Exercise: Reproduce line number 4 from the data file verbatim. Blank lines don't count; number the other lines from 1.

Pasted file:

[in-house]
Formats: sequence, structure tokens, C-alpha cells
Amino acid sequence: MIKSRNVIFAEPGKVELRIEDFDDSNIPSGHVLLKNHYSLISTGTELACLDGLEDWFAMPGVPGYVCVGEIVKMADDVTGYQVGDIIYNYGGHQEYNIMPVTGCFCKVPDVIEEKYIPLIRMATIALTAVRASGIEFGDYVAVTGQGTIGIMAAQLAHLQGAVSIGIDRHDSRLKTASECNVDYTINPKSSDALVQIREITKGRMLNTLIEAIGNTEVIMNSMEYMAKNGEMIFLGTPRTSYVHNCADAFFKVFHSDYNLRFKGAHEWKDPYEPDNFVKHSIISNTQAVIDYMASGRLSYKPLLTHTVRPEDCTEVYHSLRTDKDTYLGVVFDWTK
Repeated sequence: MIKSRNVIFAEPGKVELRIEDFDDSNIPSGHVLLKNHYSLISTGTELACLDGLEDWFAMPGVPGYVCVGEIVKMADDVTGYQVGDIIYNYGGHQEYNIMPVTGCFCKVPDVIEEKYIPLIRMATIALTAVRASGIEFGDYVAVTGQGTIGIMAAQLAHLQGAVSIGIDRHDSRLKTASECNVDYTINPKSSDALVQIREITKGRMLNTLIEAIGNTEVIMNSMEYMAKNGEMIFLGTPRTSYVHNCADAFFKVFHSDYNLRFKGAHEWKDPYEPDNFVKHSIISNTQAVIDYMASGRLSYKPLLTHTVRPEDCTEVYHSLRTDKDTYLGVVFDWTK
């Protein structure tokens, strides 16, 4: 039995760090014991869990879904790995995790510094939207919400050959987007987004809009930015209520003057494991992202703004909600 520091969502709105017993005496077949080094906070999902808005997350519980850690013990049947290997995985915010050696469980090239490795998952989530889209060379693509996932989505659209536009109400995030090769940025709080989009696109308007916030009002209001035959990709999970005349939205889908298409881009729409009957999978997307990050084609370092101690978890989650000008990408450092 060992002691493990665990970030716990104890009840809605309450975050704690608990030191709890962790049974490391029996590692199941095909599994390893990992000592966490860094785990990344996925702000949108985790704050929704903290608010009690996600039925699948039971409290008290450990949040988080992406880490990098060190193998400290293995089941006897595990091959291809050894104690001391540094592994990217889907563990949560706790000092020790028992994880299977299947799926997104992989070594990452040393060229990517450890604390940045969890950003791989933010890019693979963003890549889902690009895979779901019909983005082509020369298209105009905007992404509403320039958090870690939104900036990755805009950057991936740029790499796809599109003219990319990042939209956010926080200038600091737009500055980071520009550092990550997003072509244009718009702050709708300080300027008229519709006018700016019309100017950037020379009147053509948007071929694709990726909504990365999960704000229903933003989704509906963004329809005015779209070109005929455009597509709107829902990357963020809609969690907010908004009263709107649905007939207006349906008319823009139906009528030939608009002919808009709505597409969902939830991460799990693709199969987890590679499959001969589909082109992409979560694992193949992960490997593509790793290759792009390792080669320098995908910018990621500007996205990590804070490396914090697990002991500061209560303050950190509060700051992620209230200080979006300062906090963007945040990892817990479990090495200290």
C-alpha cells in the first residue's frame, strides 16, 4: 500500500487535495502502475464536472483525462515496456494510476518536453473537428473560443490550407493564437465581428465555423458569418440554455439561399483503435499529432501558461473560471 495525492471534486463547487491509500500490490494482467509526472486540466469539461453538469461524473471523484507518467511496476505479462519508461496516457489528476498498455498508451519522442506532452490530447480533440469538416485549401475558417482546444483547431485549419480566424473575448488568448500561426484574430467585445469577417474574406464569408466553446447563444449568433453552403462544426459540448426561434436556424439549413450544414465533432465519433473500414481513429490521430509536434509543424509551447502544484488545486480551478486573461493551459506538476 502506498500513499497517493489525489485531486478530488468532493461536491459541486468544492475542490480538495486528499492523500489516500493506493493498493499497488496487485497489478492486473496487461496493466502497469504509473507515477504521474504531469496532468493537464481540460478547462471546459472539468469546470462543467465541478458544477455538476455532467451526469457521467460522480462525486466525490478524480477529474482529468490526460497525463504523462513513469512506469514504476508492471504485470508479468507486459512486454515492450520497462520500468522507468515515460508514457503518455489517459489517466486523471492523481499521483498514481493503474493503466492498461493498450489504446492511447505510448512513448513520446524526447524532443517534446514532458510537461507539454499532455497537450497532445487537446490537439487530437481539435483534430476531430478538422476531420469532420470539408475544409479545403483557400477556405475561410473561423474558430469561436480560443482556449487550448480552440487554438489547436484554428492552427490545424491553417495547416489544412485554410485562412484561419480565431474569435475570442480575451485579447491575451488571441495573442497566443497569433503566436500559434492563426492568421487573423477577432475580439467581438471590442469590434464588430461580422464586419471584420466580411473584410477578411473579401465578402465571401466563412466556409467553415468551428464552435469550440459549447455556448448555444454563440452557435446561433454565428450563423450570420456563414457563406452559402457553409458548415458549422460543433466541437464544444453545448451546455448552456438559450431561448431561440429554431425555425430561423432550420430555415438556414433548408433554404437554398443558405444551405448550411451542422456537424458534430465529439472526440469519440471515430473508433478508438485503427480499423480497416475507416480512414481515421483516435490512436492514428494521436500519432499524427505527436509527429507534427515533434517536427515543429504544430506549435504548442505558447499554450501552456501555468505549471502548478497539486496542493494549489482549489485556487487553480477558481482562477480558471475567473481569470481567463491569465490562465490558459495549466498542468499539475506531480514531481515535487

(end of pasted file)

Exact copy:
Repeated sequence: MIKSRNVIFAEPGKVELRIEDFDDSNIPSGHVLLKNHYSLISTGTELACLDGLEDWFAMPGVPGYVCVGEIVKMADDVTGYQVGDIIYNYGGHQEYNIMPVTGCFCKVPDVIEEKYIPLIRMATIALTAVRASGIEFGDYVAVTGQGTIGIMAAQLAHLQGAVSIGIDRHDSRLKTASECNVDYTINPKSSDALVQIREITKGRMLNTLIEAIGNTEVIMNSMEYMAKNGEMIFLGTPRTSYVHNCADAFFKVFHSDYNLRFKGAHEWKDPYEPDNFVKHSIISNTQAVIDYMASGRLSYKPLLTHTVRPEDCTEVYHSLRTDKDTYLGVVFDWTK